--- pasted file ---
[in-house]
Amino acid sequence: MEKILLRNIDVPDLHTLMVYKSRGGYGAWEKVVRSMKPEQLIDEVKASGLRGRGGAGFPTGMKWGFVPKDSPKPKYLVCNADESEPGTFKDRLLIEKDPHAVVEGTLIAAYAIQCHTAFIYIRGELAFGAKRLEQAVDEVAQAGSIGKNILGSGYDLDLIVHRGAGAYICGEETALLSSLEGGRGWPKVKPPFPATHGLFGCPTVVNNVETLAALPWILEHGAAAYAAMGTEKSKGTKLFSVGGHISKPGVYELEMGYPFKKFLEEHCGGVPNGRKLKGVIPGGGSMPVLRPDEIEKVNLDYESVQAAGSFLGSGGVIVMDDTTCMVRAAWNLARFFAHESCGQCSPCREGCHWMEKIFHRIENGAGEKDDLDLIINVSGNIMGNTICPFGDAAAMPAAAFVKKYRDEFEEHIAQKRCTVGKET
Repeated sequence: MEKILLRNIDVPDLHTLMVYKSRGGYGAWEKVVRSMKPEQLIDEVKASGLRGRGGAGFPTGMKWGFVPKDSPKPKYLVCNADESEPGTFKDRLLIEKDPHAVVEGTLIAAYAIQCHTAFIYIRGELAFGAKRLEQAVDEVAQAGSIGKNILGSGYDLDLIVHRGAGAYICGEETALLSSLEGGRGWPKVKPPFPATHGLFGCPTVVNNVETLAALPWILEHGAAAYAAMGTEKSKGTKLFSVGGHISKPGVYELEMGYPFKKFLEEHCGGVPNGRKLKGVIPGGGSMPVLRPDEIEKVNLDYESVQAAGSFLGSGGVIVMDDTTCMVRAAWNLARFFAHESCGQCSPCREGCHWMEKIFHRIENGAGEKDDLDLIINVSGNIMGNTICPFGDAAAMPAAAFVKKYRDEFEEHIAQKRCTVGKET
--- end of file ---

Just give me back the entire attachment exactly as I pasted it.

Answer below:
[in-house]
Amino acid sequence: MEKILLRNIDVPDLHTLMVYKSRGGYGAWEKVVRSMKPEQLIDEVKASGLRGRGGAGFPTGMKWGFVPKDSPKPKYLVCNADESEPGTFKDRLLIEKDPHAVVEGTLIAAYAIQCHTAFIYIRGELAFGAKRLEQAVDEVAQAGSIGKNILGSGYDLDLIVHRGAGAYICGEETALLSSLEGGRGWPKVKPPFPATHGLFGCPTVVNNVETLAALPWILEHGAAAYAAMGTEKSKGTKLFSVGGHISKPGVYELEMGYPFKKFLEEHCGGVPNGRKLKGVIPGGGSMPVLRPDEIEKVNLDYESVQAAGSFLGSGGVIVMDDTTCMVRAAWNLARFFAHESCGQCSPCREGCHWMEKIFHRIENGAGEKDDLDLIINVSGNIMGNTICPFGDAAAMPAAAFVKKYRDEFEEHIAQKRCTVGKET
Repeated sequence: MEKILLRNIDVPDLHTLMVYKSRGGYGAWEKVVRSMKPEQLIDEVKASGLRGRGGAGFPTGMKWGFVPKDSPKPKYLVCNADESEPGTFKDRLLIEKDPHAVVEGTLIAAYAIQCHTAFIYIRGELAFGAKRLEQAVDEVAQAGSIGKNILGSGYDLDLIVHRGAGAYICGEETALLSSLEGGRGWPKVKPPFPATHGLFGCPTVVNNVETLAALPWILEHGAAAYAAMGTEKSKGTKLFSVGGHISKPGVYELEMGYPFKKFLEEHCGGVPNGRKLKGVIPGGGSMPVLRPDEIEKVNLDYESVQAAGSFLGSGGVIVMDDTTCMVRAAWNLARFFAHESCGQCSPCREGCHWMEKIFHRIENGAGEKDDLDLIINVSGNIMGNTICPFGDAAAMPAAAFVKKYRDEFEEHIAQKRCTVGKET